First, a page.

Workers' Compensation Gets Worked Over
"The Sunset Commission found that the basic regulatory structure for workers' compensation in Texas has not proven effective for injured workers, or efficient for employers and insurance carriers providing services to Texas businesses," says the bill analysis. "The workers' compensation system has produced rapidly rising medical costs that are higher than the national average, slow and expensive health-care services, and a lack of success in returning injured workers to gainful employment."
To this end, the Texas Workers' Compensation Commission will be abolished, with its powers shifted to the Texas Department of Insurance in late February of next year. TDI will also oversee the federal Occupational Safety and Health Consultation Program as well as information co-llection of workplace accidents. (A maintenance tax on workers' compensation insurance carriers will fund the program, according to the analysis.) Basically, the state is attempting to save workers' compensation by destroying the current workers' comp system.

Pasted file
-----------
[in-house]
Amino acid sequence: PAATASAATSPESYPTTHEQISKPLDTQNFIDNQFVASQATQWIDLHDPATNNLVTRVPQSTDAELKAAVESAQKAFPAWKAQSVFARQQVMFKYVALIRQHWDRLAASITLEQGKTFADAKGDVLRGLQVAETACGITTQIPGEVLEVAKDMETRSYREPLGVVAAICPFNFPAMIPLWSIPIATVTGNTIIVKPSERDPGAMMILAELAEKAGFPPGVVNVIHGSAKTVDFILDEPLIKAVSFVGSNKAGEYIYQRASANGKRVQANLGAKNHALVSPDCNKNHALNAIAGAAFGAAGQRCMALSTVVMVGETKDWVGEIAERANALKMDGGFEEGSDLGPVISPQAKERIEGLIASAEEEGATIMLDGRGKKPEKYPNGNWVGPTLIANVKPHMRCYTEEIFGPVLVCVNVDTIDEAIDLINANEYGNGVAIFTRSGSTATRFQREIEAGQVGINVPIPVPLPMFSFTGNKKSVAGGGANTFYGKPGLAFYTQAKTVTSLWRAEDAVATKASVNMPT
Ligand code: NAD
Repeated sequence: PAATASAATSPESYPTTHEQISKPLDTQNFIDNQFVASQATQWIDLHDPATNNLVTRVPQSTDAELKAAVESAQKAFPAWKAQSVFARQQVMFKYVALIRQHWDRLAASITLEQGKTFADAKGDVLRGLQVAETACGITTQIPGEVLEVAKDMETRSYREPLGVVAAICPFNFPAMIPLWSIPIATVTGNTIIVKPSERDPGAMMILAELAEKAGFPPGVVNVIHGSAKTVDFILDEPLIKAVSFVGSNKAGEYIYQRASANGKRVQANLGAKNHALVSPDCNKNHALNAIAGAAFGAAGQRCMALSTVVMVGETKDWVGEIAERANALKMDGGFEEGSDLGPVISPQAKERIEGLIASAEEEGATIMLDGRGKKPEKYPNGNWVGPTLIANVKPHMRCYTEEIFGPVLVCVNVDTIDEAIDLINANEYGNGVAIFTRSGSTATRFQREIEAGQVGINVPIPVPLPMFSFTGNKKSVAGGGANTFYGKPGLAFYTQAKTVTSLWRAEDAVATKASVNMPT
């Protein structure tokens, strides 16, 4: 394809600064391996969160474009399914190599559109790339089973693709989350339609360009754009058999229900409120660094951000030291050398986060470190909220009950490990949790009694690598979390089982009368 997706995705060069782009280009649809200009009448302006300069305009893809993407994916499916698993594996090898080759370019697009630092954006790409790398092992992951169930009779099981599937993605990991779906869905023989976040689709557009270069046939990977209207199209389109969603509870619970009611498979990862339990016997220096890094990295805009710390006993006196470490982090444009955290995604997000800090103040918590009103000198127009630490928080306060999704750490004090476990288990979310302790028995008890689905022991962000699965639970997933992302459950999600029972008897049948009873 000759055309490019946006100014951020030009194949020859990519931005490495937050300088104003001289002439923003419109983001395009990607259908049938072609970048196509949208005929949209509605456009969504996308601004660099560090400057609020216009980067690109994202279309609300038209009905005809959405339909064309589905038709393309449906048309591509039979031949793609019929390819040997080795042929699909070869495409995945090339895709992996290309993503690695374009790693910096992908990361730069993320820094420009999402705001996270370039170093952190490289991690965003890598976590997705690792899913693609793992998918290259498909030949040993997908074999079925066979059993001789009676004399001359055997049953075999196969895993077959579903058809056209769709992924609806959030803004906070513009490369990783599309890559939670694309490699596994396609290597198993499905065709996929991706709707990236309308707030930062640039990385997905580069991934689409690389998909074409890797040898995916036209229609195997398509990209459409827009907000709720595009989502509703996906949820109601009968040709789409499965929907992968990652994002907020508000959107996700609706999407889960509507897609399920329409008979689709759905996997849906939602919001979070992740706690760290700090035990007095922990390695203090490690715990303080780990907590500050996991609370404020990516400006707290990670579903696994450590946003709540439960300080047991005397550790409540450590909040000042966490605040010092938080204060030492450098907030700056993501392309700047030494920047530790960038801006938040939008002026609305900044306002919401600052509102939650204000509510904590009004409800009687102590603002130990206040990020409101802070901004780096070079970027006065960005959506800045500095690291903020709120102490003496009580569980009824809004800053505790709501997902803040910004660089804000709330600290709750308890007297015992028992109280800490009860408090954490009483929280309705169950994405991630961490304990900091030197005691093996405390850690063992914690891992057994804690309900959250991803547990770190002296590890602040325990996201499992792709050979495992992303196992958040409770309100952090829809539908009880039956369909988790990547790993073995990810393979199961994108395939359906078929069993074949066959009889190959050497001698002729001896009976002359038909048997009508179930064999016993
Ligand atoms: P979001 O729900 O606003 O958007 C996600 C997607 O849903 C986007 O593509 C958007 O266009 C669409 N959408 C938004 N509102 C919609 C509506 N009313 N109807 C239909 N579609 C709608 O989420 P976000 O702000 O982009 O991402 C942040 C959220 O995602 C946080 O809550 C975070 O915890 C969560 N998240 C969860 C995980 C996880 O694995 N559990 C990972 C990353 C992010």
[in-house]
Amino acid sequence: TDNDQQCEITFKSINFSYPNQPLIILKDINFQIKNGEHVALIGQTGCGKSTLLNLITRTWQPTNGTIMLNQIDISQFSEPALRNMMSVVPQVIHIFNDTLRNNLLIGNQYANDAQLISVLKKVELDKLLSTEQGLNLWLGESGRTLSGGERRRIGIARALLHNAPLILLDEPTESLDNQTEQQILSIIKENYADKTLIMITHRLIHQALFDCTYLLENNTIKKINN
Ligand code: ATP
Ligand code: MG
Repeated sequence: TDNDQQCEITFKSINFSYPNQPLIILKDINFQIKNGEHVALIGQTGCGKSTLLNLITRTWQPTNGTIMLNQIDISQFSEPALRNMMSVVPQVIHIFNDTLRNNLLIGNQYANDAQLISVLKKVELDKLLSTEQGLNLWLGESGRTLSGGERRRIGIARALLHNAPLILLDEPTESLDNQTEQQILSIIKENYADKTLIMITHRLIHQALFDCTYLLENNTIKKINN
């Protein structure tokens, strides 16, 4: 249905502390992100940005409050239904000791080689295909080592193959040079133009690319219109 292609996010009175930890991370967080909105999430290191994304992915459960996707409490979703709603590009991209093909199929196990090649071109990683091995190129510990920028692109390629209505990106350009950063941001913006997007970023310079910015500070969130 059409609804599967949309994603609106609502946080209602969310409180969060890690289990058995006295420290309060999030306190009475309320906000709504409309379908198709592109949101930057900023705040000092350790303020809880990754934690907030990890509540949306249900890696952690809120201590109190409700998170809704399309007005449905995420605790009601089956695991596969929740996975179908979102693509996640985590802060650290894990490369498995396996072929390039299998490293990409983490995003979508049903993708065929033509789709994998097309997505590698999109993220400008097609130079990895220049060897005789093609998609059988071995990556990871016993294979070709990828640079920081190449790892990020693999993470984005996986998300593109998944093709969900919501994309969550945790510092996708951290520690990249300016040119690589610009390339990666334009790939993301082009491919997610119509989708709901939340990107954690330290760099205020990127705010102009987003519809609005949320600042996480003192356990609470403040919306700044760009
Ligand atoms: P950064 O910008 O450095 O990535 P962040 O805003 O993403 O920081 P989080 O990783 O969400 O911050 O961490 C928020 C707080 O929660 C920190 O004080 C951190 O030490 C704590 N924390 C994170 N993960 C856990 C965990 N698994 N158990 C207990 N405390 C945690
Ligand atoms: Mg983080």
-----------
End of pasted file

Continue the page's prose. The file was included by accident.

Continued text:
Surprisingly, many of the provisions in the House bill aren't completely at odds with organized labor. Ed Sills, Texas AFL-CIO communications director, stated in a bulletin that "[s]everal amendments improved the bill as it came out of committee, and none of the amendments appears to be a major setback for working people."
One of the bill's more contentious provisions involves doctor choice. Co-author Helen Giddings' Amendments 21 and 22 allow individuals to keep their own prior primary care physician if they have a pre-existing relationship and their doctor is part of an HMO. On the House floor, the Dallas Dem said it gives workers "more choice." Some insidious aspects of the legislation were kept at bay, including an amendment from Rep. Jim Solis, D-Harlingen, which would have allowed employers access to an employee's injury history without their consent.
Not all aspects of the legislation passed. El Paso Rep. Paul Moreno's hope to include farm workers in the compensation system fell on the floor, for example.
With the 79th Legislature passing the half-way mark, HB 7 seems destined for a duel with the Senate's SB 5, a similar deconstruction of workers' compensation. The following weeks will see whether the east or west corridor of the Capitol prevails.